Wednesday, November 02, 2016
FINDING NEVERLAND, a PETER PAN prequel, pleases at the Connor Palace
Peter Pan has had quite a life. Since his conception by J. M. Barrie, the boy who refused to grow up has been associated with books, plays, films, costumes, art work, a television series, and music, as well as having his name given to a race horse, a food product, a bus line, an emergency health rescue service, a psychological syndrome, and a rock band.
Such publications and films as PETER PAN (J. M. Barrie), PETER PAN—3 Classic Tales (J. M. Barrie), PETER AND THE SECRET OF RUNDOON and PETER AND THE SWORD OF MERCY (Dave Barry and Ridley Pearson), PETER AND THE STARCATCHER (Rick Elice), PETER PAN AND WENDY (Alyn Cardarelli), PETER PAN IN SCARLET (Geraldine McCaughrean), HOOK (Steven Spielberg), RETURN TO NEVER LAND (Disney), and PAN (Joe Wright) have centered on some aspect of Peter’s existence.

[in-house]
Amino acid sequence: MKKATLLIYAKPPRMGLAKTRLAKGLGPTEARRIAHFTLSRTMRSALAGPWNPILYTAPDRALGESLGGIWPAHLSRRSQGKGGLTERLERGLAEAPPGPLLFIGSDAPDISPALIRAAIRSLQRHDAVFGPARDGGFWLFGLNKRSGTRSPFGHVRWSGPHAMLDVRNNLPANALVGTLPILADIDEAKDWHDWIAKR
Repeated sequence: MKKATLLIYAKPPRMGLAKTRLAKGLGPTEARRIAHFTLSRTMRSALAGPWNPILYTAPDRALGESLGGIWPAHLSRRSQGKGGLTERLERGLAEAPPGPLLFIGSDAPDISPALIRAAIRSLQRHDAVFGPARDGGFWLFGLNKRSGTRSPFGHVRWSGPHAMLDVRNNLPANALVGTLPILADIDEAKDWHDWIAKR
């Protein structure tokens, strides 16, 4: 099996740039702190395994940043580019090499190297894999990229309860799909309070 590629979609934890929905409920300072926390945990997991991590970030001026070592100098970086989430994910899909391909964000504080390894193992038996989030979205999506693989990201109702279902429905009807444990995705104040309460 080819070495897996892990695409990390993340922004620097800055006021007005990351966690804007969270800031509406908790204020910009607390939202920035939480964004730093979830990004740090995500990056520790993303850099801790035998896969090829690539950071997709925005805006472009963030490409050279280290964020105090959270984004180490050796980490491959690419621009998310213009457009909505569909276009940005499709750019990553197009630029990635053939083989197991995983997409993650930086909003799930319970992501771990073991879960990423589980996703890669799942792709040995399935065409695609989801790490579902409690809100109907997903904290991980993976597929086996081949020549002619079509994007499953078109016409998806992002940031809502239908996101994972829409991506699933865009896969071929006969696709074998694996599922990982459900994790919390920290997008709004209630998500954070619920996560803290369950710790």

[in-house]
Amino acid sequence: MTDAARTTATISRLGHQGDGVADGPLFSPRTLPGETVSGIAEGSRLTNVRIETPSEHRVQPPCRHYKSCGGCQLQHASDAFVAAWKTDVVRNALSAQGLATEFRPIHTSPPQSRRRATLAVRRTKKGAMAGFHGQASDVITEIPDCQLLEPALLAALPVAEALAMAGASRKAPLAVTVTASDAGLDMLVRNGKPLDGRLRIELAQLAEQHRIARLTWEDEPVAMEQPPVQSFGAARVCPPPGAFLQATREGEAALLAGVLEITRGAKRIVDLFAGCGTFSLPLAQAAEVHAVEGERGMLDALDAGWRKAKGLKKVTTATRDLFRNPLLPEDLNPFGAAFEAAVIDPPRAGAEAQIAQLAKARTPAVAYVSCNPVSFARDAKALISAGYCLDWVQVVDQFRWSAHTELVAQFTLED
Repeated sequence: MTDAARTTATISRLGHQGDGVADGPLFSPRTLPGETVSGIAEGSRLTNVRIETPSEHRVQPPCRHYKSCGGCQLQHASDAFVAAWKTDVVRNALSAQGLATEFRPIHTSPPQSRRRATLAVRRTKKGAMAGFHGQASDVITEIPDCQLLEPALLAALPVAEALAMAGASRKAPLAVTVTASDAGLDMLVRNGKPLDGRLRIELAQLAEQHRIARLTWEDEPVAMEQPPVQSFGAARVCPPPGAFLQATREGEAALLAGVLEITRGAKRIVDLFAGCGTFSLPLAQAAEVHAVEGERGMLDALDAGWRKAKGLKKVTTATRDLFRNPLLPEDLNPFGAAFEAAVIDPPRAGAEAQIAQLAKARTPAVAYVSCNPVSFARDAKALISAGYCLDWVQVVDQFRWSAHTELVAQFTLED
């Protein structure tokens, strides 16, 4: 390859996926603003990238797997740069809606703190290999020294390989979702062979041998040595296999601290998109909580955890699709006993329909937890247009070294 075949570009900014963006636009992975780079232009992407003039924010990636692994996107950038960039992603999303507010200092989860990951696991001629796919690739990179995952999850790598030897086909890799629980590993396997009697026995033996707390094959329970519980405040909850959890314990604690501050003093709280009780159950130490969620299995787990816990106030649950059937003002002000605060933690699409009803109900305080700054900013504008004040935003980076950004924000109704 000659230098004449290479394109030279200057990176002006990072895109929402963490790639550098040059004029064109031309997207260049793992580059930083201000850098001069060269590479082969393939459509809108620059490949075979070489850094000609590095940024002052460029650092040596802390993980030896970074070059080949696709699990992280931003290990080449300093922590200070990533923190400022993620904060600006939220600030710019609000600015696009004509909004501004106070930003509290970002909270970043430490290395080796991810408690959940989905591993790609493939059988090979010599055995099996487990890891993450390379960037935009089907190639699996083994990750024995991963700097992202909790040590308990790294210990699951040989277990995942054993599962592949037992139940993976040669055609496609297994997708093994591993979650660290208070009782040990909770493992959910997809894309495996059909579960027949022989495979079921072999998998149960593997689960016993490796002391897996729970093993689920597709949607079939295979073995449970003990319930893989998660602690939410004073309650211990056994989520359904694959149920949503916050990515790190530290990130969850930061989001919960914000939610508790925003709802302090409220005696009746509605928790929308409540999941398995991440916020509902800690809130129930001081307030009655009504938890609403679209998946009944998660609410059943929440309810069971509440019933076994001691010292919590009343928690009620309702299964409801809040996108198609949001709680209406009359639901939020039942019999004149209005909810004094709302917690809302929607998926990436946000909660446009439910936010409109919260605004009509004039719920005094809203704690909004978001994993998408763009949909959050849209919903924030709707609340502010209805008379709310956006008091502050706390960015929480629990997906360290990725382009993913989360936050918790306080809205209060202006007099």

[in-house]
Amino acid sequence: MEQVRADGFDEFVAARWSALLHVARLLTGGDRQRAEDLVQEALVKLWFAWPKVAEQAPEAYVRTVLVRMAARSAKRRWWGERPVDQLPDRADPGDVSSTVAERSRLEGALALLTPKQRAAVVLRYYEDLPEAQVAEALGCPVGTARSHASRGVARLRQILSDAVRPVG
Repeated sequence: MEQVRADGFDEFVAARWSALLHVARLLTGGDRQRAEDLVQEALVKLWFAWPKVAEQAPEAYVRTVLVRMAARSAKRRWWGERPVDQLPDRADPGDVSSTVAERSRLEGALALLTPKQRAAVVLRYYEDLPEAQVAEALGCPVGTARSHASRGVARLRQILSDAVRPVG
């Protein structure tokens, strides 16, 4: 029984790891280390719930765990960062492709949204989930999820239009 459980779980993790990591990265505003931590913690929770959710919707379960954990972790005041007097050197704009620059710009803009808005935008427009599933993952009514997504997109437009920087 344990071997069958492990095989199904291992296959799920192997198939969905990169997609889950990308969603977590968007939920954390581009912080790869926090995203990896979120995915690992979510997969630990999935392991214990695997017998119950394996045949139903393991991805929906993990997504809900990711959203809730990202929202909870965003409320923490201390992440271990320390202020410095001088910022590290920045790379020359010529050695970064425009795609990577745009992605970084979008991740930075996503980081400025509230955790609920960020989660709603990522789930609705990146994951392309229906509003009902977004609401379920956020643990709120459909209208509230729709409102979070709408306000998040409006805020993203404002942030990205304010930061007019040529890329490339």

Peter, who symbolizes the nonchalant, fearless, cocky, forgetful and self-centered charmer, whose everlasting youth is due to his exposure to “star stuff,” a “magical substance which has fallen to earth,” is an international celebrity.
Peter’s latest Broadway life, FINDING NEVERLAND, crafted by James Graham (book) and Gary Barlow and Eliot Kennedy (music and lyrics) is now on stage at the Connor Palace as part of the Key Bank Broadway Series.
How did Peter come to be? As far as history can reveal, he is named after a real boy, Peter Llewelyn Davies, the son of Sylvia Davies, a woman with whom Barrie had a platonic relationship, and Pan, a minor deity of Greek mythology, who represents nature and a free spirit.
As we learn in FINDING NEVERLAND, J. M. Barrie was a fairly successful playwright, whose plays, after a while were all basically the same. He needed to find some inspiration to change his pattern.
In 1903, Barrie and the widow Sylvia Davies, became acquaintances from their meetings in Kensington Park, London, where Barrie befriended Davies’ grieving but spirited boys, and eventually became their father figure. From observing the boys and encouraging their imagination, especially that of Peter, the eldest of the four, Barrie, unleashed his own imagination. Through Peter, he explored the power of creativity to open up new worlds.